Col. Evers: Many thanks for your continued commentary. Let me end this round (but not our correspondence, certainly) with this:
No invasion force designed to topple Saddam Hussein can exclude Army heavy forces or light forces from the Army and the other services. But the Army is going to be commanded by Tommy Franks and the rest of the Turgid Turtles. As one friend of mine puts it, we are taking ugly dates to the party, but we still have to go. We have to deal with that reality, and in so doing we need to: (1) achieve tactical surprise and reduce casualties by overwhelming speed in striking Saddam’s Scuds and as much of his personally-controlled assets as possible. That requires the use — predominantly, over the first days or week — of airpower and light forces; (2) combine the force so that the power of the heavies is ready to follow. It cannot lead and at the same time achieve the essential surprise. If we do this right, Saddam’s people will mostly surrender. I think that because the experts — people who have been there and are, in some cases, privy to current intelligence estimates, believe it. I have talked to infantry commanders who led forces against Iraqi ground forces in 1991. The Iraqis are down to about 30% of their 1991 strength. They will fold like a house of cards if we hit them fast enough, and hard enough to demonstrate that Saddam won’t survive this round. That is the key. If we dawdle, and if Franks’s tanks get stuck on the west bank of the Euphrates, we will encourage every Islamist in the world to attack us. Speed and lethality. That’s what will win this sooner than later.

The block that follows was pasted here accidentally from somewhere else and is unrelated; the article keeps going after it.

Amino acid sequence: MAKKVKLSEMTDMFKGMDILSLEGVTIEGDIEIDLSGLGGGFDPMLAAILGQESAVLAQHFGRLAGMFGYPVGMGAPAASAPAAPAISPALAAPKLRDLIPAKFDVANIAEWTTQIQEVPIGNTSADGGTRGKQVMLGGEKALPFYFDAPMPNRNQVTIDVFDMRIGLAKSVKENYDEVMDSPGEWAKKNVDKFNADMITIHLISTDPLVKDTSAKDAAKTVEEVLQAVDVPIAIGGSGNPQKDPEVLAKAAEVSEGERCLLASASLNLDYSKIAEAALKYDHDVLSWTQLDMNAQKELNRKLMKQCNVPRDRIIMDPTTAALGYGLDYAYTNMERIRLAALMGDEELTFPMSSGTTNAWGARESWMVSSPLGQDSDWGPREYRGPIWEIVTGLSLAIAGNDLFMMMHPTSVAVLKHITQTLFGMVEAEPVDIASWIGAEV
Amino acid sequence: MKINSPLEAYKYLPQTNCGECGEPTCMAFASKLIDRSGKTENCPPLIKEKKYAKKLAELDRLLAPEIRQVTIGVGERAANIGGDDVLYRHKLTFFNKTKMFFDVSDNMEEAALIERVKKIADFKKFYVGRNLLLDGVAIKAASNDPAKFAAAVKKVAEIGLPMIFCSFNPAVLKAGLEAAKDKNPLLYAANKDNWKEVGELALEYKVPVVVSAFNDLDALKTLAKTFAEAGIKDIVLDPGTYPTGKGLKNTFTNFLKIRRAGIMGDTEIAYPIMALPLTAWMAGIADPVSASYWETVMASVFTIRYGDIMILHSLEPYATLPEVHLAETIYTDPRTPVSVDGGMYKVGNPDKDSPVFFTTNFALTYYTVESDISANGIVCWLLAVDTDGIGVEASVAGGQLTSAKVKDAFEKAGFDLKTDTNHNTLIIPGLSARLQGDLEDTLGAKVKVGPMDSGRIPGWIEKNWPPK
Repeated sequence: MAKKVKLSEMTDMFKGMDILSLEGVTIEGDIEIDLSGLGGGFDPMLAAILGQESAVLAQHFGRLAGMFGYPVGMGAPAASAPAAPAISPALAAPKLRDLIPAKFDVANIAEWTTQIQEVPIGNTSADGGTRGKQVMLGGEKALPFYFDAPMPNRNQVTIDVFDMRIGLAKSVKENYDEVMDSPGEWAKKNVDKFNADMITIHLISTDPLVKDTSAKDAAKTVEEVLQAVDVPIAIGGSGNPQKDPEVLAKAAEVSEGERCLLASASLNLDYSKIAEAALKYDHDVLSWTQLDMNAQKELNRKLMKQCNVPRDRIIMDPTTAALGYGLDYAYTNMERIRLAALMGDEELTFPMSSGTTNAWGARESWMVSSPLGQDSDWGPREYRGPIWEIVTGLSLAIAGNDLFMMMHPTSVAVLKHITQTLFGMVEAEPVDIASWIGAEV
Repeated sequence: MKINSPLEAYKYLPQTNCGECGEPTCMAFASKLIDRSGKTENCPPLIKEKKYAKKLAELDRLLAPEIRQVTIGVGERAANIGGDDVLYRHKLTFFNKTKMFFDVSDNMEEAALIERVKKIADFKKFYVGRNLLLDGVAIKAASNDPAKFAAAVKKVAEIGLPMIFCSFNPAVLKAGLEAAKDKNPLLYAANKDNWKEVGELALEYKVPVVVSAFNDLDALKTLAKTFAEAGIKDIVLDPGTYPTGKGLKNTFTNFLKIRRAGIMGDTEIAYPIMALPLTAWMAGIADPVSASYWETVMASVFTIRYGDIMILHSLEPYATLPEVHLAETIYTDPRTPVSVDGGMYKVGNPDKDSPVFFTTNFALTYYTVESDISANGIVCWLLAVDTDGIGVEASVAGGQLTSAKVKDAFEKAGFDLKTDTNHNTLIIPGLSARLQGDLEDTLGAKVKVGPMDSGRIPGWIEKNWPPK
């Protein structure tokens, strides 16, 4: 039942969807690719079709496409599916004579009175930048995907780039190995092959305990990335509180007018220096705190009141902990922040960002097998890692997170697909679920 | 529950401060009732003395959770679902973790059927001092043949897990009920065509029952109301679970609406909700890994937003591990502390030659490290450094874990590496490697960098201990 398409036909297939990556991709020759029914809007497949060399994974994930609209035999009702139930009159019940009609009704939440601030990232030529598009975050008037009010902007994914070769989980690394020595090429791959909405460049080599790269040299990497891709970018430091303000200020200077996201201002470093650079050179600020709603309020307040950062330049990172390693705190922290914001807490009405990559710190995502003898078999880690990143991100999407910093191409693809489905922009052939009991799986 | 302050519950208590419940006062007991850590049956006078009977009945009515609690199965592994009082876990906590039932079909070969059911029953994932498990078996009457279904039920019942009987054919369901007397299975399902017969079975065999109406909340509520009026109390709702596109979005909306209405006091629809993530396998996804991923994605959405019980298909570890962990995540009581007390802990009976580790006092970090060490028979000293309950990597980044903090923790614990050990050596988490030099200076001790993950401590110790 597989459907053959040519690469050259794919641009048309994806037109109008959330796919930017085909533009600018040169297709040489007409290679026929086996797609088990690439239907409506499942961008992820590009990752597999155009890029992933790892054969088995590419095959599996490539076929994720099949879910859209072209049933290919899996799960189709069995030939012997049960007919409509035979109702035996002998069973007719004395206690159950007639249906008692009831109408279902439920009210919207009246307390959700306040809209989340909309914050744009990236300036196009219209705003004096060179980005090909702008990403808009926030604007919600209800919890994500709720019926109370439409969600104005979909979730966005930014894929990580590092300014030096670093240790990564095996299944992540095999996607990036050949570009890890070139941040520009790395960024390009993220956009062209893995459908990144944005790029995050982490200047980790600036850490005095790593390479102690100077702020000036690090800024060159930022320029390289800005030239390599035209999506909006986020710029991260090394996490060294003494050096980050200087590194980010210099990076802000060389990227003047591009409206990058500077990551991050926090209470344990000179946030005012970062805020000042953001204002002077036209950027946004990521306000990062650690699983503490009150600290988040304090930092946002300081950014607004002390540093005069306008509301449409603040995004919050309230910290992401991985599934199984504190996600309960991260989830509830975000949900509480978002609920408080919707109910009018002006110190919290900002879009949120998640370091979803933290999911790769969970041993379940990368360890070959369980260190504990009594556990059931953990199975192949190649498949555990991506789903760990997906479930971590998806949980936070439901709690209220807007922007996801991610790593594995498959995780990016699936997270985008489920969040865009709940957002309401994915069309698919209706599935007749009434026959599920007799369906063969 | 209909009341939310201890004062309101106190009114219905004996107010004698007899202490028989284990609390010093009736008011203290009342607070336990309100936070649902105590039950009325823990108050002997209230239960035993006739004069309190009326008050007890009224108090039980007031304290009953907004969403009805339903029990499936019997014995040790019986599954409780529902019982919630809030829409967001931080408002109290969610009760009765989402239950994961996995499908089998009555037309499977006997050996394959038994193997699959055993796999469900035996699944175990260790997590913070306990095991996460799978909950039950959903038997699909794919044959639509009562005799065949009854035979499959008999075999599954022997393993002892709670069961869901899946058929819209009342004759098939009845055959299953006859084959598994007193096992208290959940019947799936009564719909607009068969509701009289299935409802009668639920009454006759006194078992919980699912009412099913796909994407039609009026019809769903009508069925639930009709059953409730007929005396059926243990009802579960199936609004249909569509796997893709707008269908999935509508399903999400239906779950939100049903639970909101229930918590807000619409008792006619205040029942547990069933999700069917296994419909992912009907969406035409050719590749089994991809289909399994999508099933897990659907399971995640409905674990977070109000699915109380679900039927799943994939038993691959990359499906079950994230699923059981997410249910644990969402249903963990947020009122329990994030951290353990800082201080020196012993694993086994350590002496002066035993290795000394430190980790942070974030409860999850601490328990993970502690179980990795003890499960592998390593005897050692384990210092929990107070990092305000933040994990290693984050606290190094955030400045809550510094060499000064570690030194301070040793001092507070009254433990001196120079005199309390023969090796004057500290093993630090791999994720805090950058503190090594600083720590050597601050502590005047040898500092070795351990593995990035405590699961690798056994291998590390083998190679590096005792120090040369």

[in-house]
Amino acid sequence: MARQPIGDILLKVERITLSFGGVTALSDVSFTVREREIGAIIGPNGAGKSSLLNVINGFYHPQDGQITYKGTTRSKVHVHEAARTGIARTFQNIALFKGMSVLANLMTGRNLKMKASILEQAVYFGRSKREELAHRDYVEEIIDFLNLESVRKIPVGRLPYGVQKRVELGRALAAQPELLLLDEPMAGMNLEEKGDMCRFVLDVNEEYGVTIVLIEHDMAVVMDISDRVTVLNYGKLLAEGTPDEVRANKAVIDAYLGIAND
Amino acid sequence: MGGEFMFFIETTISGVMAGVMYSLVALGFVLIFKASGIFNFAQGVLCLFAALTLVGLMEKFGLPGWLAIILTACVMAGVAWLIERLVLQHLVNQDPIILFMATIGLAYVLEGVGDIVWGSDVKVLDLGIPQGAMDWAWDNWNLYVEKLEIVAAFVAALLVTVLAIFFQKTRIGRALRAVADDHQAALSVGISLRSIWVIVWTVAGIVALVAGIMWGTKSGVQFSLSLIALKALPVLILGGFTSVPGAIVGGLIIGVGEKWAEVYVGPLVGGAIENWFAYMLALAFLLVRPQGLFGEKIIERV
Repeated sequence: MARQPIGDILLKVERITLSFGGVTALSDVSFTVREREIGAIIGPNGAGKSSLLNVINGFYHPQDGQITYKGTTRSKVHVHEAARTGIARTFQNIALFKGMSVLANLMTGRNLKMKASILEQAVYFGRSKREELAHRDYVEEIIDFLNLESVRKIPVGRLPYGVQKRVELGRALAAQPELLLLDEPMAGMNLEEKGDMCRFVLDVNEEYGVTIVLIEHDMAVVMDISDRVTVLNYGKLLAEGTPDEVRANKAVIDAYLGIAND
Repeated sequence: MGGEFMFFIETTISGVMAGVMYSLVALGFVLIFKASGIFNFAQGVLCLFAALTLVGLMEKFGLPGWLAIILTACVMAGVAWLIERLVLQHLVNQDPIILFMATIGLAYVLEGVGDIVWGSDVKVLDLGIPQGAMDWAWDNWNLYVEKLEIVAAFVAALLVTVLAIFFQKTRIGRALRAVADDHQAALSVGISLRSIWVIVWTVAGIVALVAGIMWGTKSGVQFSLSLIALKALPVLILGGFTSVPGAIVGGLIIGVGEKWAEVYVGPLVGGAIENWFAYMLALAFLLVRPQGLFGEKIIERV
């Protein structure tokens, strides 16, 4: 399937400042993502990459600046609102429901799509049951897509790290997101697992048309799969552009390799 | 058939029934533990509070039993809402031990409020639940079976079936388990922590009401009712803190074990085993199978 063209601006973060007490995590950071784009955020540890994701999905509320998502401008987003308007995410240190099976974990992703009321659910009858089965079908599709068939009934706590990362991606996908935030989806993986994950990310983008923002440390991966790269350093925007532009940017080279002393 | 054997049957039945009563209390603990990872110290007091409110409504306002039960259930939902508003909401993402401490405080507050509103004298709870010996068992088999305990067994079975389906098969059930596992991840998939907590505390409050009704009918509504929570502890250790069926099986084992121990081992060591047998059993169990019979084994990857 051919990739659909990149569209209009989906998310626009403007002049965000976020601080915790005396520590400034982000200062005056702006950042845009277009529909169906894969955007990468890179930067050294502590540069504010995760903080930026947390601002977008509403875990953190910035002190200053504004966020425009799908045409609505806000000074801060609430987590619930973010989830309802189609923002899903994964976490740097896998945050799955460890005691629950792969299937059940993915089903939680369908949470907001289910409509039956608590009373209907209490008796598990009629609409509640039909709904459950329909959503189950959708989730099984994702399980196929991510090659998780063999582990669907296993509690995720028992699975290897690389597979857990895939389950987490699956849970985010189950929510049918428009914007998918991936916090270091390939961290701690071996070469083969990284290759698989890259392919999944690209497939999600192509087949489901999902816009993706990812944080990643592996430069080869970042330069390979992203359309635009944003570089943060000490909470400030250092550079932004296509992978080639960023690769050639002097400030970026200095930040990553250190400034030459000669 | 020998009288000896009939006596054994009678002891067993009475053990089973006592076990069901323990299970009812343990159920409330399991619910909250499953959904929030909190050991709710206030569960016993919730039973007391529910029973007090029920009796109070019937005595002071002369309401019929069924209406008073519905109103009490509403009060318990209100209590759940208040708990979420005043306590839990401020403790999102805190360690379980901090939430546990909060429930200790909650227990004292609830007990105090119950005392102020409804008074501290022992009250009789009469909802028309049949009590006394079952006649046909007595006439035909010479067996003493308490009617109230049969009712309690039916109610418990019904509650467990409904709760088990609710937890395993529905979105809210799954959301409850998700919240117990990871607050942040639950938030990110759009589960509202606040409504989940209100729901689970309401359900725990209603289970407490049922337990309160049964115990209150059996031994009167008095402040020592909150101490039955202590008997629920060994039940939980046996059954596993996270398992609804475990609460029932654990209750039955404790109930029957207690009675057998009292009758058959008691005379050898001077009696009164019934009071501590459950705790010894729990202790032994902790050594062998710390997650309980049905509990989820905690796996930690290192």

Gen. Franks, from what I have been told by those who know him, understands neither airpower nor the use of special operations. I do not mean to denigrate your decade-long study. It doesn’t matter if Army doctrine doesn’t work this way. Franks does. But the Army doctrine that permits the micro-management of ground forces, plans slow movement along staging lines, and fails to apply airpower as it should be is a recipe for disaster. I agree that hope is not a method of operation. Speed coupled with overwhelming airpower and light infantry, is a method not a hope.
Airpower is limited in close-combat situations. But when you have operations such as Blackhawk Down without proper air support, you have a disaster. In Afghanistan, American casualties were higher than necessary because airpower wasn’t sufficiently integrated into the operational planning. When, early in the Tora Bora action, ground commanders suddenly wanted to be bailed out by air support, it wasn’t on hand because no one had planned for it. It is this kind of thinking — mainly from the Franks crowd — that kills young Americans. If AC-130’s were on station over Mogadishu they would, let me assure you, have been able to do one hell of a lot more than a couple of helicopter gunships. Take a look at the specs for that aircraft. Talk to the guys who fly it. They will convince you.
I can read a map, and I know that most of Iraq will never have to be visited by any American on the ground or in the air. Take a look at where the Scud Box is, where the Republican Guard is based, and where Saddam’s palaces are. I’m not saying that heavy forces should be left out. I’m saying that the butcher’s bill will be much higher if — as they plan to do — the Turgid Turtles dispense with tactical surprise, and too many Americans have to walk from Kuwait to Baghdad.p>Best, br> — Jed Babbin /p>
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